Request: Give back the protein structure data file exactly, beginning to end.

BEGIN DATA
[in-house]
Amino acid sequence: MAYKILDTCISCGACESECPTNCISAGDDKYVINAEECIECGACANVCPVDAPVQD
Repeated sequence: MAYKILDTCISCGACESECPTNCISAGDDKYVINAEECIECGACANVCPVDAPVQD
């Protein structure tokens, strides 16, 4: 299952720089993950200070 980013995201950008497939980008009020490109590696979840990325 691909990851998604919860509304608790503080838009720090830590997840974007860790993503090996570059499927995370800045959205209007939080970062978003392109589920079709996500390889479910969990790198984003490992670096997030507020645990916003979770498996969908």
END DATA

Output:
[in-house]
Amino acid sequence: MAYKILDTCISCGACESECPTNCISAGDDKYVINAEECIECGACANVCPVDAPVQD
Repeated sequence: MAYKILDTCISCGACESECPTNCISAGDDKYVINAEECIECGACANVCPVDAPVQD
């Protein structure tokens, strides 16, 4: 299952720089993950200070 980013995201950008497939980008009020490109590696979840990325 691909990851998604919860509304608790503080838009720090830590997840974007860790993503090996570059499927995370800045959205209007939080970062978003392109589920079709996500390889479910969990790198984003490992670096997030507020645990916003979770498996969908």